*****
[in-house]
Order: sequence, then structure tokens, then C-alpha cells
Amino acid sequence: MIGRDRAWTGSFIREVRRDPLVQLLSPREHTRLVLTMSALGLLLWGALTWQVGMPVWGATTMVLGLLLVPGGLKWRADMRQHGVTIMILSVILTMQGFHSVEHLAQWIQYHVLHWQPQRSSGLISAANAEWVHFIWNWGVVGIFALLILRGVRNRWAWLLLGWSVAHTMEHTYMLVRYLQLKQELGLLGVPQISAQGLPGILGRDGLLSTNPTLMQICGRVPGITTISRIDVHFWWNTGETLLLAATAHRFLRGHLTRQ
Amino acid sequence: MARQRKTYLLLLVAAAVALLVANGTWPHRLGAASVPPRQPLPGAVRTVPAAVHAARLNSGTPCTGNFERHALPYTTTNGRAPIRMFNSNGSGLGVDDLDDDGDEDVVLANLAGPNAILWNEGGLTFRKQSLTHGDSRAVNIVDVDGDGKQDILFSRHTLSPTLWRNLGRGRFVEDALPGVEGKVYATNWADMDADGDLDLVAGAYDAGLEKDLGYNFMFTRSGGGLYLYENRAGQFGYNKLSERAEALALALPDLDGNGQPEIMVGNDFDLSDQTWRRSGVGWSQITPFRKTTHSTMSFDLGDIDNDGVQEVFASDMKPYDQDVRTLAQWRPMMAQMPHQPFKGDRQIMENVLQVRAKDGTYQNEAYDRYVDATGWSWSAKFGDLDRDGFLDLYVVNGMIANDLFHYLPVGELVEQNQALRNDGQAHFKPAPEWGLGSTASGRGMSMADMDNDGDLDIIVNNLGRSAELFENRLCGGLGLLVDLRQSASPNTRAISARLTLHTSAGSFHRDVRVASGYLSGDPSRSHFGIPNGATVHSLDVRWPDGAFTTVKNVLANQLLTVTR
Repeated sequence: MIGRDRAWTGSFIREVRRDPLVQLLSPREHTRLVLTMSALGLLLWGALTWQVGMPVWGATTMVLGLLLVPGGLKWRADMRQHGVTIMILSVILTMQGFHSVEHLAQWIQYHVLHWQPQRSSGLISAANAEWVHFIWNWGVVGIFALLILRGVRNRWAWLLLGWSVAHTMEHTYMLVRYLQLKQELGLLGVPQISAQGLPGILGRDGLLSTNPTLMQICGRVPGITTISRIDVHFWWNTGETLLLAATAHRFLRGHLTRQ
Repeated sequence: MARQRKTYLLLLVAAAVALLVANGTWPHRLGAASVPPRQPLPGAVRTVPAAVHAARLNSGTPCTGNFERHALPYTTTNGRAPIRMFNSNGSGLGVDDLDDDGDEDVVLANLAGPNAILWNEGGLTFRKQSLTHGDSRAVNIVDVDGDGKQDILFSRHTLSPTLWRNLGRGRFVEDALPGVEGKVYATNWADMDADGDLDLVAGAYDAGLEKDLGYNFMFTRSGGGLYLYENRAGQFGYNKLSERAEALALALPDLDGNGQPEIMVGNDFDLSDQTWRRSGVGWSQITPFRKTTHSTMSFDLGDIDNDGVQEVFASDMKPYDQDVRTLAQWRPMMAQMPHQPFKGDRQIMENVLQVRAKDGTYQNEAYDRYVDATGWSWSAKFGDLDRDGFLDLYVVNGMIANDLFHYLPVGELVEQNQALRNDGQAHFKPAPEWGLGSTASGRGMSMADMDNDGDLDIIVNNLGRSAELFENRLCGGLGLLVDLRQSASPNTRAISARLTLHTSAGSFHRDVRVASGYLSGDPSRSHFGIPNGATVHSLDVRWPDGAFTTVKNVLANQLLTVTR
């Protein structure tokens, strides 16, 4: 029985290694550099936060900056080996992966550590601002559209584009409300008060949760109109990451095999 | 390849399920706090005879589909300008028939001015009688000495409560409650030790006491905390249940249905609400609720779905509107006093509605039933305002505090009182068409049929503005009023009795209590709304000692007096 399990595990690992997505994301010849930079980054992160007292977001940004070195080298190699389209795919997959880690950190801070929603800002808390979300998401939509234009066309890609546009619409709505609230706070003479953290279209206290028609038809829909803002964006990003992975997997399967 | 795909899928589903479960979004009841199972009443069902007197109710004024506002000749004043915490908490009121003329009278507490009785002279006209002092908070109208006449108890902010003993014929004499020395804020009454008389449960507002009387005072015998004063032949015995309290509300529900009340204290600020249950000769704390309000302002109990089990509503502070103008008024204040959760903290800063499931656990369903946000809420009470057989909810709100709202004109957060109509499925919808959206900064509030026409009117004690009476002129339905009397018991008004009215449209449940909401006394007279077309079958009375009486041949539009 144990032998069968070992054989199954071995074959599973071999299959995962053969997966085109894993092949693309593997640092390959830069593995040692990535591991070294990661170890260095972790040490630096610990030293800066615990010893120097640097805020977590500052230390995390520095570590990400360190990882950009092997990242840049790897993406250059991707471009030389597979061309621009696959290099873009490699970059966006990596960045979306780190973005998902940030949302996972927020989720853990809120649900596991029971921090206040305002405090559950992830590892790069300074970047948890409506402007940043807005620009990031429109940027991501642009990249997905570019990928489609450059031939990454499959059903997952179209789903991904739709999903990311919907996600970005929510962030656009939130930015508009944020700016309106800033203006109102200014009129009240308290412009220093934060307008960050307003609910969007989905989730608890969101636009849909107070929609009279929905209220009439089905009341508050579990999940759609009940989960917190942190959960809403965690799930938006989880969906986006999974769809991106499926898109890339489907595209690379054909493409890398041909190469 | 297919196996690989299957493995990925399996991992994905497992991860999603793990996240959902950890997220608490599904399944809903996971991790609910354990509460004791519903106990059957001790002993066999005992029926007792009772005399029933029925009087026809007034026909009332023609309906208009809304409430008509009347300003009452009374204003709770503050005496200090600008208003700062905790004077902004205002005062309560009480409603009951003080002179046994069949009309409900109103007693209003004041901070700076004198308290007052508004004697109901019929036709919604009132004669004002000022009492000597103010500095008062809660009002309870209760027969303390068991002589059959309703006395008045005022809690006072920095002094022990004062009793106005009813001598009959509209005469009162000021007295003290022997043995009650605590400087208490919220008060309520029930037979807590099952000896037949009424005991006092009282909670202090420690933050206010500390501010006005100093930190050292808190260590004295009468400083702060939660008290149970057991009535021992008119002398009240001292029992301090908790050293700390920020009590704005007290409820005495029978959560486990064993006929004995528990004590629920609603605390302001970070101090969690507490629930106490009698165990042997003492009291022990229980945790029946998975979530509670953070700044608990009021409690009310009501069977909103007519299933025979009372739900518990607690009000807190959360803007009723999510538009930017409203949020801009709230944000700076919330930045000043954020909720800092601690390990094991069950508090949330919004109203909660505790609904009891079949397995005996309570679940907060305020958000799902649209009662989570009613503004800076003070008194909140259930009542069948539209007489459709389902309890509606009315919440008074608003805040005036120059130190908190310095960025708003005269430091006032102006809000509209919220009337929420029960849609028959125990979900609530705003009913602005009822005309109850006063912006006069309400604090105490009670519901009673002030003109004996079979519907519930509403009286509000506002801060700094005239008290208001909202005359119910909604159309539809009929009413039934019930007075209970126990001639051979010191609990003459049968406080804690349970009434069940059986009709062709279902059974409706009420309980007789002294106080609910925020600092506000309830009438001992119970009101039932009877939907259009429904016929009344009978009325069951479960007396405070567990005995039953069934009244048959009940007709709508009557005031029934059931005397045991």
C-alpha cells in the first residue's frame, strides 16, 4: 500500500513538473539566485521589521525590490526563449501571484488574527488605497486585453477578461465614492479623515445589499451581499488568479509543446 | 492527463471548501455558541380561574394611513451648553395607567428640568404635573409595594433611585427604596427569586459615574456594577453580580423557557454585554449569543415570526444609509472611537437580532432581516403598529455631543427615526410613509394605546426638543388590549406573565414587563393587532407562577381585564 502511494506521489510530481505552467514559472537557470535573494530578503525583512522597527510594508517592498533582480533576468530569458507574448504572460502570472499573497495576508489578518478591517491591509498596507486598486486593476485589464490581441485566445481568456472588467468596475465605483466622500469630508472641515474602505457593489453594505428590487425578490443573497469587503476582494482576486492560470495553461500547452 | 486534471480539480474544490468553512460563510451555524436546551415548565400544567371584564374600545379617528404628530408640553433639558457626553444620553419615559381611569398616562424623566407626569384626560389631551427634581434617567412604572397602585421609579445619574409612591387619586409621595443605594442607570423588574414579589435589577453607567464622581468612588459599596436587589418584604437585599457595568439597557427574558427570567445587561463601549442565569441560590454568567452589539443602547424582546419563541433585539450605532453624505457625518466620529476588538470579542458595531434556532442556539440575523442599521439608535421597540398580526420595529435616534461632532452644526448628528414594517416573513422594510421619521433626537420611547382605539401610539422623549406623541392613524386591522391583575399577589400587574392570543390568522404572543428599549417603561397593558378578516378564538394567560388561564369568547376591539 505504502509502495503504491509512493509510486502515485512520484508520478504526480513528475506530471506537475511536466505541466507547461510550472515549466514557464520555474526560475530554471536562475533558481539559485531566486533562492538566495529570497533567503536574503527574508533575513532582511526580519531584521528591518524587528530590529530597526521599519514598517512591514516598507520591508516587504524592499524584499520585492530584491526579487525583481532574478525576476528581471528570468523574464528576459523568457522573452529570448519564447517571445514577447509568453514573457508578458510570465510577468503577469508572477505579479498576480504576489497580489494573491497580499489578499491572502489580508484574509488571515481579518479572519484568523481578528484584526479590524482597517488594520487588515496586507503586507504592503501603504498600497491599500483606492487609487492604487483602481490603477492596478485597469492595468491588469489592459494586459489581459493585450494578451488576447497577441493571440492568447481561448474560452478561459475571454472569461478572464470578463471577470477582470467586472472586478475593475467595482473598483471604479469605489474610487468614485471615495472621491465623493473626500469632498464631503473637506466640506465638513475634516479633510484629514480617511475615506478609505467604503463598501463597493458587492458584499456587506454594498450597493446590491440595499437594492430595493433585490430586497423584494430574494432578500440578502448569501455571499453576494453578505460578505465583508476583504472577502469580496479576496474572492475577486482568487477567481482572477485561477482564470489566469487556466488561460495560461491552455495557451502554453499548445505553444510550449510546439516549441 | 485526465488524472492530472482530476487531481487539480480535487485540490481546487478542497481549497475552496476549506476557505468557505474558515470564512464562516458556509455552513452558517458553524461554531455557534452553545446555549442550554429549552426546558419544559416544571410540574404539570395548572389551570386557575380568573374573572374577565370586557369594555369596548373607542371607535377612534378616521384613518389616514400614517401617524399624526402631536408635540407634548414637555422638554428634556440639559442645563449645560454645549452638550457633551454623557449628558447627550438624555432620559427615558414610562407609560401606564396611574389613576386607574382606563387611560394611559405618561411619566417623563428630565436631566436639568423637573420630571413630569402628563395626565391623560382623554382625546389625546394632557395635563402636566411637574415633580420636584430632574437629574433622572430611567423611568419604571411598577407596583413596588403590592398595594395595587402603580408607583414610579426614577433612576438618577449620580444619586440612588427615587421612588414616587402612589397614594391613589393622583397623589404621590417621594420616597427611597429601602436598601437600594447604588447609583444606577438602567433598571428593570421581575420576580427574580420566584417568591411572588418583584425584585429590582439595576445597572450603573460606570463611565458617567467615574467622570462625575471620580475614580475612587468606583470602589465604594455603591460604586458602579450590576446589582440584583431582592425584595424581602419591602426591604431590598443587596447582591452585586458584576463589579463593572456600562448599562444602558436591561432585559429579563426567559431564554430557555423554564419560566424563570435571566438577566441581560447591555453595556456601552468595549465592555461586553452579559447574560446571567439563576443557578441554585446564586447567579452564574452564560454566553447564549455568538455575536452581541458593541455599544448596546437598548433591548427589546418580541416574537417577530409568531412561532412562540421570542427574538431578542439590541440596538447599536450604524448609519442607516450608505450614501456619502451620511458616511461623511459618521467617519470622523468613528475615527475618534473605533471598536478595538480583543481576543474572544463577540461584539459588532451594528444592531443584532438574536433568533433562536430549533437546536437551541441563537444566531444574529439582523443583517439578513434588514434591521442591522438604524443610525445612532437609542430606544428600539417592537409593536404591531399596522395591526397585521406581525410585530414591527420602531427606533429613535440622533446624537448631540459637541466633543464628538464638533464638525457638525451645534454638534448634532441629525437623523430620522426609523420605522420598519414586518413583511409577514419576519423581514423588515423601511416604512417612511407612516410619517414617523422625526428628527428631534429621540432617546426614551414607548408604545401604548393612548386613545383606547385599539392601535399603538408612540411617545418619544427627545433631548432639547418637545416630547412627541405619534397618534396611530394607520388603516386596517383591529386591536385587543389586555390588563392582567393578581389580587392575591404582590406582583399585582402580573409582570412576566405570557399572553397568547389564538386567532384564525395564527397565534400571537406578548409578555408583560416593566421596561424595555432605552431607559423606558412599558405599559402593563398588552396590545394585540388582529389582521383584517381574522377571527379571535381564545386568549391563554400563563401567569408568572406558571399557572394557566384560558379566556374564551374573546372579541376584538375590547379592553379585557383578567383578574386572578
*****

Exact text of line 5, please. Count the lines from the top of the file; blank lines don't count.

Repeated sequence: MIGRDRAWTGSFIREVRRDPLVQLLSPREHTRLVLTMSALGLLLWGALTWQVGMPVWGATTMVLGLLLVPGGLKWRADMRQHGVTIMILSVILTMQGFHSVEHLAQWIQYHVLHWQPQRSSGLISAANAEWVHFIWNWGVVGIFALLILRGVRNRWAWLLLGWSVAHTMEHTYMLVRYLQLKQELGLLGVPQISAQGLPGILGRDGLLSTNPTLMQICGRVPGITTISRIDVHFWWNTGETLLLAATAHRFLRGHLTRQ